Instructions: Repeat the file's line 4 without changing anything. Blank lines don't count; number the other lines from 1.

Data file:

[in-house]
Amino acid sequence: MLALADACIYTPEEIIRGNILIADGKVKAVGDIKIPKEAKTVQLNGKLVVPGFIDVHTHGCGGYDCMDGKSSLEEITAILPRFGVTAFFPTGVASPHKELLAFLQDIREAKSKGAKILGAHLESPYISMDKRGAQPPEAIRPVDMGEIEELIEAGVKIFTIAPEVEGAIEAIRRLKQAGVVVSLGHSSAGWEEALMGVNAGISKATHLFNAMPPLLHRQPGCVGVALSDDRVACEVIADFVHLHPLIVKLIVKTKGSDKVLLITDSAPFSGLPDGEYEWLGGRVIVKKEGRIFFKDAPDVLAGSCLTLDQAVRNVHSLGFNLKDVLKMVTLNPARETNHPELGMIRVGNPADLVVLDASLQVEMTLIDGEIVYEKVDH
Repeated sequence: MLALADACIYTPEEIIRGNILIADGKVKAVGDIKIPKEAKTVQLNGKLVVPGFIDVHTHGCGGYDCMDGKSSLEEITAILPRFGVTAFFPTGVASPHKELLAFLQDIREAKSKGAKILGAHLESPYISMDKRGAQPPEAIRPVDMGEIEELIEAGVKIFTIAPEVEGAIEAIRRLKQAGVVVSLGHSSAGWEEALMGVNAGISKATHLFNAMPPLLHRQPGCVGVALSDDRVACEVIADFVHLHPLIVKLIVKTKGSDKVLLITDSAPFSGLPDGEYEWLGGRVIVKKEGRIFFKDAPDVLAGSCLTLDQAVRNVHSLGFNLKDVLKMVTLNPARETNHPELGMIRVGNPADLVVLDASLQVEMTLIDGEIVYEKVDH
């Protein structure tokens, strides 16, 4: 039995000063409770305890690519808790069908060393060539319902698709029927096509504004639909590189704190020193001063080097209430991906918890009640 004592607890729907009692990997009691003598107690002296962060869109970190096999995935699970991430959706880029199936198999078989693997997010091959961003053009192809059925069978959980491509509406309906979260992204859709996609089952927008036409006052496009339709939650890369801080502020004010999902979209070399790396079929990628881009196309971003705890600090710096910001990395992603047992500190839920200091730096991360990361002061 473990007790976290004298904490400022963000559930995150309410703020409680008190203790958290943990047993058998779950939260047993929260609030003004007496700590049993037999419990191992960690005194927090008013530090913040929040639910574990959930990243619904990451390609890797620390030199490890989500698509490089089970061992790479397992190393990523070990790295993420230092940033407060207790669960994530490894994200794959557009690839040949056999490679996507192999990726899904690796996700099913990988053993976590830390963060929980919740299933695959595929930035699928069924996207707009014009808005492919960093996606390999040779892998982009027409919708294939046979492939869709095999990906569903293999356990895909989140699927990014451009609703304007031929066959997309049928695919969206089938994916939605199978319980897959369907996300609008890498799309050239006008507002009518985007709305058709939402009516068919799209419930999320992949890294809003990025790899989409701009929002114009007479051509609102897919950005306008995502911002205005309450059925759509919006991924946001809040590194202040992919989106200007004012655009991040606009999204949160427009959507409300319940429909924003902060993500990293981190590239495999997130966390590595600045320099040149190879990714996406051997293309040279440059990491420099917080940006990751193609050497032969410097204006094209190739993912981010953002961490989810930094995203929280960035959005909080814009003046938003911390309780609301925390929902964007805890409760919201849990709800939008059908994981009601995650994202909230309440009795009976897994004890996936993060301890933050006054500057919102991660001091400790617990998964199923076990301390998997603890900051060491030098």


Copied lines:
């Protein structure tokens, strides 16, 4: 039995000063409770305890690519808790069908060393060539319902698709029927096509504004639909590189704190020193001063080097209430991906918890009640 004592607890729907009692990997009691003598107690002296962060869109970190096999995935699970991430959706880029199936198999078989693997997010091959961003053009192809059925069978959980491509509406309906979260992204859709996609089952927008036409006052496009339709939650890369801080502020004010999902979209070399790396079929990628881009196309971003705890600090710096910001990395992603047992500190839920200091730096991360990361002061 473990007790976290004298904490400022963000559930995150309410703020409680008190203790958290943990047993058998779950939260047993929260609030003004007496700590049993037999419990191992960690005194927090008013530090913040929040639910574990959930990243619904990451390609890797620390030199490890989500698509490089089970061992790479397992190393990523070990790295993420230092940033407060207790669960994530490894994200794959557009690839040949056999490679996507192999990726899904690796996700099913990988053993976590830390963060929980919740299933695959595929930035699928069924996207707009014009808005492919960093996606390999040779892998982009027409919708294939046979492939869709095999990906569903293999356990895909989140699927990014451009609703304007031929066959997309049928695919969206089938994916939605199978319980897959369907996300609008890498799309050239006008507002009518985007709305058709939402009516068919799209419930999320992949890294809003990025790899989409701009929002114009007479051509609102897919950005306008995502911002205005309450059925759509919006991924946001809040590194202040992919989106200007004012655009991040606009999204949160427009959507409300319940429909924003902060993500990293981190590239495999997130966390590595600045320099040149190879990714996406051997293309040279440059990491420099917080940006990751193609050497032969410097204006094209190739993912981010953002961490989810930094995203929280960035959005909080814009003046938003911390309780609301925390929902964007805890409760919201849990709800939008059908994981009601995650994202909230309440009795009976897994004890996936993060301890933050006054500057919102991660001091400790617990998964199923076990301390998997603890900051060491030098």